Stocks twisted between narrow gains and losses in Thursday’s early action as participants digest continued revenue misses, including from Tesla (TSLA) and Keurig Green Mountain (GMCR). Traders are reluctant to stick out their necks given lingering uncertainty for Federal Reserve interest-rate timing, especially with a potentially telling report looming in Friday’s release of July job-market data. The Dow Jones Industrial Average ($DJI) had logged five straight lower finishes through Wednesday, although the S&P 500 (SPX) and NASDAQ Composite (COMP) closed higher after a choppy session. Trade could slow as today’s session moves along and participants get ready for Friday’s employment report release.
Ahead of that release, Wall Street learned this morning that jobless benefits claims rose for a second-straight week but remain below the level that typically signals stalled hiring.
Tesla: Big Spender. Tesla's (TSLA) spending on future initiatives dwarfed its higher sales. Tesla is showering money into growth initiatives, including its Model X SUV due later this quarter and a Nevada battery factory slated to open in 2016. The luxury electric car maker, whose shares fell late Wednesday and early Thursday, reported operating loss of $61 million, or $0.48 per share, much better than Street expectations for a loss of $0.60 per share. Revenue climbed 24% to $955 million, missing Street expectations for $1.17 billion. The company lowered its annual sales outlook and indicated pricing is under pressure due to forex effects and a shift in the mix of Model S sedans it is selling. Tesla lowered its forecast for deliveries to 50,000 to 55,000 for the year and said its gross margins may decline in the third quarter.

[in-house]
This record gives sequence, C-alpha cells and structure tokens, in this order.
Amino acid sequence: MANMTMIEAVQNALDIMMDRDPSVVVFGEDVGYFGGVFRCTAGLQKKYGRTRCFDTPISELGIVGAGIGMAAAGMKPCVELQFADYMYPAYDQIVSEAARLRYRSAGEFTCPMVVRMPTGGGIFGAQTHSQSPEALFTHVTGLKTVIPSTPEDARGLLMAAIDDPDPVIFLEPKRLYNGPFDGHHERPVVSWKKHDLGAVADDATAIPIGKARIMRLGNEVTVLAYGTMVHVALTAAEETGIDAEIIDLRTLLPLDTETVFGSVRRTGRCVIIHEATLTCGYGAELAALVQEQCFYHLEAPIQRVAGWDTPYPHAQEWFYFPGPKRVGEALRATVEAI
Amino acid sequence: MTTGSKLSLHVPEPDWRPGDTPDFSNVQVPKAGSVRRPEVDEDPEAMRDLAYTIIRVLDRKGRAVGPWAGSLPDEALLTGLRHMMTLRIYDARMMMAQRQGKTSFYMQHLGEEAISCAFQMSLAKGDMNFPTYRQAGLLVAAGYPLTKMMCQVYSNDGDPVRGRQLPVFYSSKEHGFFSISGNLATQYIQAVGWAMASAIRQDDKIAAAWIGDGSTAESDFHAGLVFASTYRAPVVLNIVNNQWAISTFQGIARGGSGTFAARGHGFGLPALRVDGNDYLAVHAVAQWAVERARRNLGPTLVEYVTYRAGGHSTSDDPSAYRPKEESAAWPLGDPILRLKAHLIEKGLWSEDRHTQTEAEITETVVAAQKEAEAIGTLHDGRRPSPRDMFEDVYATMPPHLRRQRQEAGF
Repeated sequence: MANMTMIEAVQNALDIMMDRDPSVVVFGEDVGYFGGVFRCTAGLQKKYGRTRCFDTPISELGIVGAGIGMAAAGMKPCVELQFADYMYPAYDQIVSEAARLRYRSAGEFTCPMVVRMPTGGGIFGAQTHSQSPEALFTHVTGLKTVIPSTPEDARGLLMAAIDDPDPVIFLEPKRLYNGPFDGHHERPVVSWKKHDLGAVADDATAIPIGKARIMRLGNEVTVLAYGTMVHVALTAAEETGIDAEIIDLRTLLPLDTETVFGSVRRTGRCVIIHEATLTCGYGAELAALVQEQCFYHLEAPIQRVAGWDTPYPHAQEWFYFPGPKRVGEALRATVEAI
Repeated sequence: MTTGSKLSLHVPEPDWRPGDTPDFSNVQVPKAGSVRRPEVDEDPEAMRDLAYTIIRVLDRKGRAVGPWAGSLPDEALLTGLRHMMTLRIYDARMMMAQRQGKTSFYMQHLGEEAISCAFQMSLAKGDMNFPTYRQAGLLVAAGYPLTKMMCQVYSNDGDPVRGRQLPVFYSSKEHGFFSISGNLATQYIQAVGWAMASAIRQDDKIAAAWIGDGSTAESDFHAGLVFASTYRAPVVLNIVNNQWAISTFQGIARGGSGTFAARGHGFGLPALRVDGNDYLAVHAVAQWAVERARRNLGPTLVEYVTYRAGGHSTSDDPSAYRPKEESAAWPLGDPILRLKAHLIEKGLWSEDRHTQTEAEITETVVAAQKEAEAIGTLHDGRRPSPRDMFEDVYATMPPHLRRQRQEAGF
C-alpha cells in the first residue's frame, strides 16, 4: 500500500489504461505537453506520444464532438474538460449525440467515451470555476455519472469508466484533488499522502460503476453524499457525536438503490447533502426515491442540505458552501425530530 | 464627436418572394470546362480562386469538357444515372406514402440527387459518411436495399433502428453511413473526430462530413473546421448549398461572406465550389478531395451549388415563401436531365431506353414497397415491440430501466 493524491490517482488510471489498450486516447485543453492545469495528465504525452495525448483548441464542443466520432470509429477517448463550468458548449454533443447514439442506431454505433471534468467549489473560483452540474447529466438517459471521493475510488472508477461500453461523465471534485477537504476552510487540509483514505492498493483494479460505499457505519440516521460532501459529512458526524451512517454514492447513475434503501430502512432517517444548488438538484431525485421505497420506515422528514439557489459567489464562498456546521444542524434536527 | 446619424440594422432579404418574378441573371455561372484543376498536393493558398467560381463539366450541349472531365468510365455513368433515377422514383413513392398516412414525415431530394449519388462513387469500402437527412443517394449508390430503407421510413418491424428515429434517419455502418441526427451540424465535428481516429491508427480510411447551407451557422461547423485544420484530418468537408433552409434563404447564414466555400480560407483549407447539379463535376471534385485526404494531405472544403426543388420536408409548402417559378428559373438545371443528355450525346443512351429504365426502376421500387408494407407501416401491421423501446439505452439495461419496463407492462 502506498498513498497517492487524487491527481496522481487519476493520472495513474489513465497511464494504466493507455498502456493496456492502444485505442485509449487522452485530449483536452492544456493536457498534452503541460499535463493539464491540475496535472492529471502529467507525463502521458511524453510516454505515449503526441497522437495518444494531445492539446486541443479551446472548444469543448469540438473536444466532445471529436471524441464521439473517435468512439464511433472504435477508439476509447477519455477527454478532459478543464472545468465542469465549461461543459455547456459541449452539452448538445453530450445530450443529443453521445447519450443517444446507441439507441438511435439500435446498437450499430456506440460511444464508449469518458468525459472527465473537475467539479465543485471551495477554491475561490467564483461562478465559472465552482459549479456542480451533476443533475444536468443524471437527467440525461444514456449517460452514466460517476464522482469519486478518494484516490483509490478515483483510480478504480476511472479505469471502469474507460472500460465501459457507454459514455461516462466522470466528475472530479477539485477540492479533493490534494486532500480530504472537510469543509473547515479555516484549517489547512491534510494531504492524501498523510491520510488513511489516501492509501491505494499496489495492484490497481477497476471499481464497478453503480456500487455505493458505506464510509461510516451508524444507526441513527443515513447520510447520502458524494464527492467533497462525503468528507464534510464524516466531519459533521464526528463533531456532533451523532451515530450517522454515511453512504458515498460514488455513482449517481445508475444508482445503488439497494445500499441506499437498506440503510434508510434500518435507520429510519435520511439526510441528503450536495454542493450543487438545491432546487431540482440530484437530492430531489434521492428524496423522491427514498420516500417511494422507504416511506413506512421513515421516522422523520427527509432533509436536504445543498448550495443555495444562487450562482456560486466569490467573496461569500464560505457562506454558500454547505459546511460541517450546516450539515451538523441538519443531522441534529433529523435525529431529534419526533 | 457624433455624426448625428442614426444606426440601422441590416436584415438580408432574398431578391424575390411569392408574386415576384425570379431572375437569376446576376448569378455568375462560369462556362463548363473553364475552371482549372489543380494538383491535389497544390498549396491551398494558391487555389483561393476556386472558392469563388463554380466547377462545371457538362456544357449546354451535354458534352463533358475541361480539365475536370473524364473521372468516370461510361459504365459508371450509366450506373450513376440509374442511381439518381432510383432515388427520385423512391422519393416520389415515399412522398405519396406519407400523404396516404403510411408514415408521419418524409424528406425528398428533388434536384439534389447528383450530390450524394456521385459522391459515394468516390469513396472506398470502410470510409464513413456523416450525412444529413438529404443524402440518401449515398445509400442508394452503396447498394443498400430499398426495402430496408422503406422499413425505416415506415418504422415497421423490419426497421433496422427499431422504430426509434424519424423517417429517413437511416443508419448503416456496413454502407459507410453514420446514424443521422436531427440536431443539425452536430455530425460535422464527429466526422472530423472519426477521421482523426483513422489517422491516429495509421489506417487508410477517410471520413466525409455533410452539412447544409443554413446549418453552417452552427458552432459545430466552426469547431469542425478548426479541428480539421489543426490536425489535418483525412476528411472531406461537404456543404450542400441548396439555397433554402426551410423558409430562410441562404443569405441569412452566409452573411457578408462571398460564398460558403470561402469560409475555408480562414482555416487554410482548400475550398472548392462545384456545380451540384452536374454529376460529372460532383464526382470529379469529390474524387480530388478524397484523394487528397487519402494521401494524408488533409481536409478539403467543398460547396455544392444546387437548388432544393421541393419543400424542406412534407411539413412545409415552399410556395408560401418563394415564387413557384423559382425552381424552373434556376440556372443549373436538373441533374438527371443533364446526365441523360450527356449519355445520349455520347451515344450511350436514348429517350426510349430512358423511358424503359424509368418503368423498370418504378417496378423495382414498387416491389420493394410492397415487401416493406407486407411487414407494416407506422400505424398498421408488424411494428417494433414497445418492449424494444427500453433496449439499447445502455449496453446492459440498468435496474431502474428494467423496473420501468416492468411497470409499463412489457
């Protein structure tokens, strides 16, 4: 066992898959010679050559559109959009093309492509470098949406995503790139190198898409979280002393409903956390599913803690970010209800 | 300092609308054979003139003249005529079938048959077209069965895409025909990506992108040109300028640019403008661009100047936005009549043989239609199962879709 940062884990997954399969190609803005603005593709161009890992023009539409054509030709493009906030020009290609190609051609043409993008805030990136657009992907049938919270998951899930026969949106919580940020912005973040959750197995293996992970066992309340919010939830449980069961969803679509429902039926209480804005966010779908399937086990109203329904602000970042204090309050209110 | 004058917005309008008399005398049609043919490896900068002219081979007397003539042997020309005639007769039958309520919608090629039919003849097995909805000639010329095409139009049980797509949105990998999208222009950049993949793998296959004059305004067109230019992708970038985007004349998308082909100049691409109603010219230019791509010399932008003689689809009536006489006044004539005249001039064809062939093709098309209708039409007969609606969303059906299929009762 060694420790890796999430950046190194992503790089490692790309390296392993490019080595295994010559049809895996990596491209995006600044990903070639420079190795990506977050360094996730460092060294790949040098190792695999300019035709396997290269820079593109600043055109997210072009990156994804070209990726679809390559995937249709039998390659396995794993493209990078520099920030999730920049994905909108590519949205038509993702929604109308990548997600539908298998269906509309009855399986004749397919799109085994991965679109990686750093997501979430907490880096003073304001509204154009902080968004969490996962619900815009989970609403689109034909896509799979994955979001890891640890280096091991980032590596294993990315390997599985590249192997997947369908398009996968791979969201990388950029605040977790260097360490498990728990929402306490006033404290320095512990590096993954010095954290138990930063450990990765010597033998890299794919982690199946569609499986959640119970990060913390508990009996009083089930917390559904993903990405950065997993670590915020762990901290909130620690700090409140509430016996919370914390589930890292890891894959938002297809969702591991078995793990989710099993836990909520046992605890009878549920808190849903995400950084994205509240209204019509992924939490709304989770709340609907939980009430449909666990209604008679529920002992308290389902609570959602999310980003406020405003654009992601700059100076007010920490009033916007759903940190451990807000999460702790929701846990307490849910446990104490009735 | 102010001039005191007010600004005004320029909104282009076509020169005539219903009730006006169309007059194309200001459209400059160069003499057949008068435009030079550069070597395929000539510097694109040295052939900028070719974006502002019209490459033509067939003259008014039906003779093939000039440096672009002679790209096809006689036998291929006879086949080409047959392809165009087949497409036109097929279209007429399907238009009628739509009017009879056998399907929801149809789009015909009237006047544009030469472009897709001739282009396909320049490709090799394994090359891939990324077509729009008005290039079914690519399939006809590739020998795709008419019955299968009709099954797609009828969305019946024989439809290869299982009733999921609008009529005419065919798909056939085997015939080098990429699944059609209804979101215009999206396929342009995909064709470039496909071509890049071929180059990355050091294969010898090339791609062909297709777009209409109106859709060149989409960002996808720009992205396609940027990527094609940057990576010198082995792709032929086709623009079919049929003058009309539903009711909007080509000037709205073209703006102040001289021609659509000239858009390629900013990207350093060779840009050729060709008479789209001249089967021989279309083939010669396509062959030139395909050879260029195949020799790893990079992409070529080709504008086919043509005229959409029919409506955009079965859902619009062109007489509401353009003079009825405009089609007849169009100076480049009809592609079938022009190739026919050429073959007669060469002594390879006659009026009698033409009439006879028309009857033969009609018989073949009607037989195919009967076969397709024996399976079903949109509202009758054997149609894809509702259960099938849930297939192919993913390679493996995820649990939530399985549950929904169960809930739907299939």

Keurig Green Mountain Tumbles. Keurig Green Mountain (GMCR) plunged in early trading after the company reported a year-over-year decline in sales for coffee pods and at-home brewing machines. Adjusted earnings narrowly beat the Street view but revenue of $969.6 million was down 5% year-over-year and below the $1.04 billion that Street analysts were expecting. Pod sales were down 1% year-over-year, while brewing machines and accessories fell 26%. The company also announced a $1 billion stock buyback program and said it planned to cut 5% of its workforce.
Looking Ahead. Economists polled by MarketWatch expect 215,000 new nonfarm hires on July payrolls, just off the 223,000 added in June (other Street economists expect July’s number could be closer to 225K). The Street expects the unemployment rate to hold at 5.3%. Average hourly earnings are expected to tick up 0.2% after a flat reading in June. And next week, the Thursday release of retail sales will headline the economic calendar. The report will likely be scrutinized in the wake of this week’s employment report as it’s vital to see if improved hiring trends are translating to bigger spending. On next week’s earnings docket, plenty of retailers, too: JC Penney (JCP), Macy’s (M), Alibaba (BABA), Walmart (WMT), Home Depot (HD), and Target (TGT).
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